The National Center for Missing and Exploited Children reports that 800,000 children are reported missing each year in the United States - that equates to 2,000 each day. Of that number, approximately 200,000 are abducted by family members, 58,000 by non-family members, the primary motive for which is sexual. The possibility that your child will be missing or sexually exploited is remote. Nevertheless, as parents and guardians you should do your best to keep your child safe and be prepared for the unthinkable.
The reports that 800,000 children are reported missing each year in the United States - that equates to 2,000 each day. Of that number, approximately 200,000 are abducted by family members, 58,000 by non-family members, the primary motive for which is sexual. The possibility that your child will be missing or sexually exploited is remote. Nevertheless, as parents and guardians you should do your best to keep your child safe and be prepared for the unthinkable.
Many parents don't have the items available at their fingertips to assist law enforcement in locating their missing child - current photographs, scent traceable DNA samples, etc. The Masons of Nebraska are committed to helping provide those necessary items to parents at no cost through the Masonic CHIP Kit.
CHIP kits have been generated for children and college students aged 0-21 in Nebraska, as well as senior citizens residing in an Alzheimer's care facility. Children of any age are at risk of abduction. Although as they get older, kids tend to think their risk decreases, that is not the case. For this reason, the program is open to any child, of any age.
Teen Abductions are Most Common (by Lori Cichielo, Missouri CHIP)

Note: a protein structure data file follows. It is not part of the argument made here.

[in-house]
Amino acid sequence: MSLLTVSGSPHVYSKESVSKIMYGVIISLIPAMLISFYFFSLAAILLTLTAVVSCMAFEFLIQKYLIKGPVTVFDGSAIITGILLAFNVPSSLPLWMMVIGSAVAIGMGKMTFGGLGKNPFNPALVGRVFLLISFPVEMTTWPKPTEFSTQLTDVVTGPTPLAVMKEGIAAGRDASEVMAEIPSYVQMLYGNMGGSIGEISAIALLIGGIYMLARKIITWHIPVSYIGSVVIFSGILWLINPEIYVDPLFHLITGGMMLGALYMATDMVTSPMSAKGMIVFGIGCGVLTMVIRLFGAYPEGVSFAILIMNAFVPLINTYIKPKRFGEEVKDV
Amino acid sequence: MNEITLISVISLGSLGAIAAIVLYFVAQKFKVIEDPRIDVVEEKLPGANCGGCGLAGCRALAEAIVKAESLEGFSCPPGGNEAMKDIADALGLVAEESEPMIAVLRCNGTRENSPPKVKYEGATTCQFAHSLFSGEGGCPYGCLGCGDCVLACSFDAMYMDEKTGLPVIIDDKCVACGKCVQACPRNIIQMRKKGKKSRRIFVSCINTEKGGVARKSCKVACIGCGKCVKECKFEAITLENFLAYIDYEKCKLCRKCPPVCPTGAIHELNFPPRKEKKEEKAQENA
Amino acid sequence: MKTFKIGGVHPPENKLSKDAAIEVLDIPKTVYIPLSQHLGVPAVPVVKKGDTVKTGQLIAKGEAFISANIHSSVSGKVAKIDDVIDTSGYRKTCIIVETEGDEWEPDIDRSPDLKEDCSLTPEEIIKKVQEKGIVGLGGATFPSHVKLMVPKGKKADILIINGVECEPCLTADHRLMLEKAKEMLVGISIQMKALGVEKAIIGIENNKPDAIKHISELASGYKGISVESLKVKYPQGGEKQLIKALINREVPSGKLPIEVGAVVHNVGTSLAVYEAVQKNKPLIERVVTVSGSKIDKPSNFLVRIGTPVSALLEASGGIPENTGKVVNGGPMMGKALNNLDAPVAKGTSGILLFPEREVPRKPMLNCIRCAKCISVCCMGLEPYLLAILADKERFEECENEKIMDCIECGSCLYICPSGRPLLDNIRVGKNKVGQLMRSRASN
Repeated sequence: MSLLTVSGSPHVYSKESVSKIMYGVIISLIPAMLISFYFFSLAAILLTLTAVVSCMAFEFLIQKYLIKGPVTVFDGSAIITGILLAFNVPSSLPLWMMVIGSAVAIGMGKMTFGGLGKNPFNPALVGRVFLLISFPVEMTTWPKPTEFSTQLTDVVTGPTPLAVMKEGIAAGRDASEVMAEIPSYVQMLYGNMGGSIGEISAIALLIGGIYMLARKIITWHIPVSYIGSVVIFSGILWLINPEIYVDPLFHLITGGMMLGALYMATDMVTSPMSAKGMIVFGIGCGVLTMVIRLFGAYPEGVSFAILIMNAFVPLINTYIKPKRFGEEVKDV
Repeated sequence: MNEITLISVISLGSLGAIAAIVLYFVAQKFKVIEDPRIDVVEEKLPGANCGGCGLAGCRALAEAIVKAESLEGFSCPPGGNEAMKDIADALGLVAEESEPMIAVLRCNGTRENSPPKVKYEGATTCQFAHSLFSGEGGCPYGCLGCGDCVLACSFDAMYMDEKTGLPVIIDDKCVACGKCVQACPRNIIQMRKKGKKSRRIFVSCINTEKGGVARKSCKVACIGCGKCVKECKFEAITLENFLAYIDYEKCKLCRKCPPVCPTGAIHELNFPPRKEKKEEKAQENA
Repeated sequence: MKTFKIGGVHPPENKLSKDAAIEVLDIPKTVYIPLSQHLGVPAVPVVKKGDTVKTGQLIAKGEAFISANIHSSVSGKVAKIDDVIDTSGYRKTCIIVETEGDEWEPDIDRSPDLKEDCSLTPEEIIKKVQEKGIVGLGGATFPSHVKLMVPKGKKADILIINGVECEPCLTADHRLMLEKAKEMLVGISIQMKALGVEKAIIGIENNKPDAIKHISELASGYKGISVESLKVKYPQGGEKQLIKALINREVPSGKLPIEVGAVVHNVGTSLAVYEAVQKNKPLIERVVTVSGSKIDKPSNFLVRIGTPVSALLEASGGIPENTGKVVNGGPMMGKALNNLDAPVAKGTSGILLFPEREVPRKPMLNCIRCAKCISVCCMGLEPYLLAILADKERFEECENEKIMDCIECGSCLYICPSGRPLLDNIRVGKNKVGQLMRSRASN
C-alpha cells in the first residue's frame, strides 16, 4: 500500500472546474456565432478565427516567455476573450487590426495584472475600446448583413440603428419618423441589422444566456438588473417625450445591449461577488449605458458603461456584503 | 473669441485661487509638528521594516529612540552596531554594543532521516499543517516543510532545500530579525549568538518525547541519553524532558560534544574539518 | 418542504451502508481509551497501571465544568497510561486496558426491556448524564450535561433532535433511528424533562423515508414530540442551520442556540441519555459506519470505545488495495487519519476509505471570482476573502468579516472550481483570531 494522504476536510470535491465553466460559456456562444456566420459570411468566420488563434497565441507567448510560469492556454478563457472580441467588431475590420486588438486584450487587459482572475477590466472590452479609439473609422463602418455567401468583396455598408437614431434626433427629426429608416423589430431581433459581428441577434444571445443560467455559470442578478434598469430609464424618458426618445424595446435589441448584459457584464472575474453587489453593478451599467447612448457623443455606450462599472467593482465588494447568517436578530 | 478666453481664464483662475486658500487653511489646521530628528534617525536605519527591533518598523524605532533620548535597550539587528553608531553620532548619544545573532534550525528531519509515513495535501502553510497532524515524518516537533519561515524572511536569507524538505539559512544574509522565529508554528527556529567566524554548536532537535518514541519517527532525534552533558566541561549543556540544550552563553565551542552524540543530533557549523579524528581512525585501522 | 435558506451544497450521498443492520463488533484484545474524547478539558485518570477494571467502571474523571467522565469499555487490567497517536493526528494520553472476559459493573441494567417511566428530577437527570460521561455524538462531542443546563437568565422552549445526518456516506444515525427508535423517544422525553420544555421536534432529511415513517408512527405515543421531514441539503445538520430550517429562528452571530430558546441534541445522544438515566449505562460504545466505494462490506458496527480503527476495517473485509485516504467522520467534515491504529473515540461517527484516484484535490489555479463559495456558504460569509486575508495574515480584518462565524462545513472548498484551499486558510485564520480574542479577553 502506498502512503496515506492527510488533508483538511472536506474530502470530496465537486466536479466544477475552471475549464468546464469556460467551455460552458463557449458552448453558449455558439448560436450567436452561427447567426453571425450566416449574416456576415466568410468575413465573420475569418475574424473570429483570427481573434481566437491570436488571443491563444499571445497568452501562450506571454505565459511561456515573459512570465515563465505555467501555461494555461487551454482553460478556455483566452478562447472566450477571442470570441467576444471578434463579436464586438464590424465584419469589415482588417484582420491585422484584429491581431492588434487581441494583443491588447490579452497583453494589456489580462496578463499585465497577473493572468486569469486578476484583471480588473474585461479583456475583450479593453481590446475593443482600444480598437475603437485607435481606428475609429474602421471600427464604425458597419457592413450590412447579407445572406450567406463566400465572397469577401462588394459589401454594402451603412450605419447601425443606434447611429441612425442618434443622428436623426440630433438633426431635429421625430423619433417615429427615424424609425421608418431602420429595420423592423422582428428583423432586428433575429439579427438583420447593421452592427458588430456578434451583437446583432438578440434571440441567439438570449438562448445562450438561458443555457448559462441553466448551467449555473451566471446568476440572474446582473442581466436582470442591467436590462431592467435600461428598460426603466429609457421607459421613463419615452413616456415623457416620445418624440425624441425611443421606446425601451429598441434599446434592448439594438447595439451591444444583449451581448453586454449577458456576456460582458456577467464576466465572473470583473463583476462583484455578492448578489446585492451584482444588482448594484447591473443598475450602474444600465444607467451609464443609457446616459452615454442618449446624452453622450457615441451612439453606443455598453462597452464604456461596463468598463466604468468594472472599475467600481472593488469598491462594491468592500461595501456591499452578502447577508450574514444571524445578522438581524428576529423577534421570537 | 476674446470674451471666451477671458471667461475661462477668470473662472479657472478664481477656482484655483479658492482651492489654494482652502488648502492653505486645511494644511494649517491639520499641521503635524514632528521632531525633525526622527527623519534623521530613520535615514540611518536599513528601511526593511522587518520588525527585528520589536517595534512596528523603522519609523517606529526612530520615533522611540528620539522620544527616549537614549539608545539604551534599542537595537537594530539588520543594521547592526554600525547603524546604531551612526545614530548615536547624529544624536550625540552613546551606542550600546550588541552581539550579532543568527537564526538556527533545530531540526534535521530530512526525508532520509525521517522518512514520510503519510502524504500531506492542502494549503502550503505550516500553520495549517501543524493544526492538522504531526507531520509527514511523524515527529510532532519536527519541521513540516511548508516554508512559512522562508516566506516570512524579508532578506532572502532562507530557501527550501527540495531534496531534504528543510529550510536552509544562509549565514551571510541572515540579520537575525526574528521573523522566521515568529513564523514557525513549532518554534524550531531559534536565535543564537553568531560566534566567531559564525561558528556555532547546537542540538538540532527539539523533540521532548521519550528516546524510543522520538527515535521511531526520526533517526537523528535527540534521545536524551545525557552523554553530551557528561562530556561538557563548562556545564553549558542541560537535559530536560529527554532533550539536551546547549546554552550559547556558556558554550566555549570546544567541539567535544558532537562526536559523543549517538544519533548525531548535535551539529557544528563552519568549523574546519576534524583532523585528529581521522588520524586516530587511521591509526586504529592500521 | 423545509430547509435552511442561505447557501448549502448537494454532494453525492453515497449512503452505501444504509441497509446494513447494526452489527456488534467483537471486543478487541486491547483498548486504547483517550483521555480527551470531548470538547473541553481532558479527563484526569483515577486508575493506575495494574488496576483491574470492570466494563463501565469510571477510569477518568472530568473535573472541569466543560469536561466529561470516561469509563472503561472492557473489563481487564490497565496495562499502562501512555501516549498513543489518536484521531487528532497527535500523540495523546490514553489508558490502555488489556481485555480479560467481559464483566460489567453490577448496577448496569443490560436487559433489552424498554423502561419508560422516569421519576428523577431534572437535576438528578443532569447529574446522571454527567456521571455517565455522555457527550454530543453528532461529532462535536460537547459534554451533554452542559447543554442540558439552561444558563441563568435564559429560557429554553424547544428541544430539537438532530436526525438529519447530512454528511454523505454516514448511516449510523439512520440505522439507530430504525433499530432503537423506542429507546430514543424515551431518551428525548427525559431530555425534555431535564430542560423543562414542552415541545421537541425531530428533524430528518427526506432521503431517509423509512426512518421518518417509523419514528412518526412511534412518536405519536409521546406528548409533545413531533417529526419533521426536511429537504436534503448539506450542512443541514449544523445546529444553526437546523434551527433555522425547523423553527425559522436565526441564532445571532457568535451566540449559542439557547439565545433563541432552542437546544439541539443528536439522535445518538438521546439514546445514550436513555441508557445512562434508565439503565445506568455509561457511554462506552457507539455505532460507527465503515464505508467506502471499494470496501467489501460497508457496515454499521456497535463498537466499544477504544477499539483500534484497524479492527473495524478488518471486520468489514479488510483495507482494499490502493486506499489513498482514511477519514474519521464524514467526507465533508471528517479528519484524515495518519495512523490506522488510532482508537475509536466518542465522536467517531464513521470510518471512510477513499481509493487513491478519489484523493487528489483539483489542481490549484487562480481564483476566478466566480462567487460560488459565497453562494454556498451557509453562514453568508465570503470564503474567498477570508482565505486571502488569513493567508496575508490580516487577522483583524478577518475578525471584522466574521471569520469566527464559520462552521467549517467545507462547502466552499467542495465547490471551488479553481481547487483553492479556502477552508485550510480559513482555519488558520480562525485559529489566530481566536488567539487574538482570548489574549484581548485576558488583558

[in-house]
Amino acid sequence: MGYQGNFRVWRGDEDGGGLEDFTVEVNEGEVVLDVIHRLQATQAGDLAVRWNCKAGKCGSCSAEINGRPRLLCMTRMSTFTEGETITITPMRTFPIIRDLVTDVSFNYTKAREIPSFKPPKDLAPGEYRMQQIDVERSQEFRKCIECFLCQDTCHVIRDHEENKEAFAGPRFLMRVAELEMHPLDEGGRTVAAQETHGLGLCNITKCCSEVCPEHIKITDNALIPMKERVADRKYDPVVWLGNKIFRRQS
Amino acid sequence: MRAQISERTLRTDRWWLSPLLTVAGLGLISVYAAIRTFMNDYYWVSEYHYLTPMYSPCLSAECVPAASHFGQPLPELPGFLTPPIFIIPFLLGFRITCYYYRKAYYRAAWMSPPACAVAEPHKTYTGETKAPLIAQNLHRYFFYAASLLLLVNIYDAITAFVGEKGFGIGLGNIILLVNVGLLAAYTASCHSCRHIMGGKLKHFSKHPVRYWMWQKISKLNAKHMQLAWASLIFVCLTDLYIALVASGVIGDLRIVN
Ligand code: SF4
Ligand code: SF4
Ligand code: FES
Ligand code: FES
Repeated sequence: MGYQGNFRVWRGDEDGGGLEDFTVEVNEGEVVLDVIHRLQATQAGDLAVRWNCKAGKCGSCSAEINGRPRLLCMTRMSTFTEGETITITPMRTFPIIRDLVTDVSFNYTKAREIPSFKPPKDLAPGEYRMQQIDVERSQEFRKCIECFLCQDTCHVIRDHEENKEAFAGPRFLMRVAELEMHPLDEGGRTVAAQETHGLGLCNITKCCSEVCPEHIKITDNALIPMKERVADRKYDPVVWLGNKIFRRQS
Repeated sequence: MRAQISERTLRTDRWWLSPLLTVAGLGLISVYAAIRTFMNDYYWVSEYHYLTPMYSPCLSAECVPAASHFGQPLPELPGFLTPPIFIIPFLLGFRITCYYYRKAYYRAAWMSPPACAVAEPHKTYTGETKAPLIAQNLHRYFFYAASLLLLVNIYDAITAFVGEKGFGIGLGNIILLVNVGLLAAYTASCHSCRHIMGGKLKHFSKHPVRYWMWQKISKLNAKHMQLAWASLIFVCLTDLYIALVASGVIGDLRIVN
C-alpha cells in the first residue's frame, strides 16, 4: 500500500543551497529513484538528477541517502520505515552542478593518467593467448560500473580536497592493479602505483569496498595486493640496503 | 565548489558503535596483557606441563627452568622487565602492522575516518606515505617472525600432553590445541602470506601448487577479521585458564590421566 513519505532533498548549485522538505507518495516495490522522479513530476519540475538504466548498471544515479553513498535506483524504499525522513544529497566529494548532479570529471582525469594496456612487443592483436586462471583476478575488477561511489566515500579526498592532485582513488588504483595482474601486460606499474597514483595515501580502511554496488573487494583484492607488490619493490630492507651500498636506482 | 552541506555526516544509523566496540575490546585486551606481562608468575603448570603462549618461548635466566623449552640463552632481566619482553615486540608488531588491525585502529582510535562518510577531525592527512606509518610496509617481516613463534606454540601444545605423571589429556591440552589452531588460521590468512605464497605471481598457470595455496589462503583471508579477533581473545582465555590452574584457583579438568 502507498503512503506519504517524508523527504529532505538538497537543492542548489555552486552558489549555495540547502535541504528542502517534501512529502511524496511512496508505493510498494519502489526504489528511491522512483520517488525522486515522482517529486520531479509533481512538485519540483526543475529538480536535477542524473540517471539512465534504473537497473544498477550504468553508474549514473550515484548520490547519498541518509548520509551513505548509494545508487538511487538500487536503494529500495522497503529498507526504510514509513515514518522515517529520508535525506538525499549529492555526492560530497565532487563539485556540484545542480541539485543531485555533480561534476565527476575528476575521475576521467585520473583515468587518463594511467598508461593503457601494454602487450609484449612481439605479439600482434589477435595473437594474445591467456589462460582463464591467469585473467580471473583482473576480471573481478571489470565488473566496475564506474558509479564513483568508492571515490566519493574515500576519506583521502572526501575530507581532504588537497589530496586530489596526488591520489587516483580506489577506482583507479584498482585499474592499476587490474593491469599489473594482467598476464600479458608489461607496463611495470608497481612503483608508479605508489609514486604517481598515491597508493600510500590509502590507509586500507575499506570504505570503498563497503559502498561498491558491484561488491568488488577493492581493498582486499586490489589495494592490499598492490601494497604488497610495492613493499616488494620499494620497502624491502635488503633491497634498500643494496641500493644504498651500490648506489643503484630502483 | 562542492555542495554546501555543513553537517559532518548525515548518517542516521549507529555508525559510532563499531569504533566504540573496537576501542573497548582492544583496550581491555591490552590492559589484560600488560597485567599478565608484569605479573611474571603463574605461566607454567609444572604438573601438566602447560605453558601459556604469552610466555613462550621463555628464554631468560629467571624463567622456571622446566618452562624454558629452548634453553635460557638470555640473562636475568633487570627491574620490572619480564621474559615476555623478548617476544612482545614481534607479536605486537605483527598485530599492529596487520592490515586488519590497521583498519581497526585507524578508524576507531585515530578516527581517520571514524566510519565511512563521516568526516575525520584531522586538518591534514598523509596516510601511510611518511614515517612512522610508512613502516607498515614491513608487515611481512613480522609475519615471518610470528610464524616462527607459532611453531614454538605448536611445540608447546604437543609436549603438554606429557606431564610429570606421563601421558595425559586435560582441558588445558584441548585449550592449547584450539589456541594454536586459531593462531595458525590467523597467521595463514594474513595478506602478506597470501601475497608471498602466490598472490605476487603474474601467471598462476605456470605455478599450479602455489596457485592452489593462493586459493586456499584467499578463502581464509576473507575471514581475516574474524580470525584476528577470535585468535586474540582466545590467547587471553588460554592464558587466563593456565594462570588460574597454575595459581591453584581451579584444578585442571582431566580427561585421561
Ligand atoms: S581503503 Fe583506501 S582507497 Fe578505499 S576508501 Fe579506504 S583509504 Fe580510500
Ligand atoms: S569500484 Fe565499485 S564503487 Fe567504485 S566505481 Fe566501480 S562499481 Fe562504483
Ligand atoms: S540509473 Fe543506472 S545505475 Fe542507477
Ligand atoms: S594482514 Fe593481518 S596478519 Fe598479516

No parent wants to believe that the unimaginable could happen to them, though Missourian's endured the alarming abduction of 13 year-old Ben Ownby on January 8, 2007, as well as the miraculous outcome of recovering not one, but two missing teenagers - one after five days - the other, Shawn Hornbeck, after four-and-a-half years.
Celebrating this kind of positive outcome has been beyond joyous for everyone directly or indirectly involved. However, it also confirms that we aren't doing enough to bolster the recovery of our missing teens.
Nearly 2,000 children are reported missing or abducted in the United States each day. Contrary to what most people believe, young children are not the most common victims of abduction. Reports indicate that teenagers are the most frequent victims of both non-family abductions and stereotypical kidnappings - 81% were children 12 or older. When a child under 12 years old goes missing there, is no second guessing whether or not foul play is the culprit. This is not the case for teens or even tweens (savvy 8 - 12 year-olds) for that matter. Considerations due to independence, rebellion and other age appropriate factors are measured before a teen is actually deemed missing. Time is ticking. When an Amber Alert is finally issued, more time is required to get that teen's vital information out to authorities and the public.
The National Center for Missing and Exploited Children (NCMEC) provided to our MasoniCHIP spokesperson, Dr. David Harte, Forensic Dentist, the counts of active missing children on a single day at one specific time of day. The results are staggering and are provided to illustrate just how susceptible our teens are - girls and boys. WE URGE YOU TO SHARE THIS INFORMATION WITH YOUR TEEN.
While the specific numbers reported are valid only for the unspecified date and time, the numbers can also be used as relative examples of our daily active case numbers. The NCMEC does not receive all calls when a child goes missing. For that reason, the numbers of children reported missing to us are fewer than the numbers quoted in the national study conducted by the Department of Justice. NCMEC also has slightly different definitions for missing children categories than the department of Justice study.
 The National Incidence Studies of Missing, Abducted, Runaway, and Thrownaway Children (NISMART).
 Information Collected for Dr. David Harte for the National MasoniCHIP Conference.
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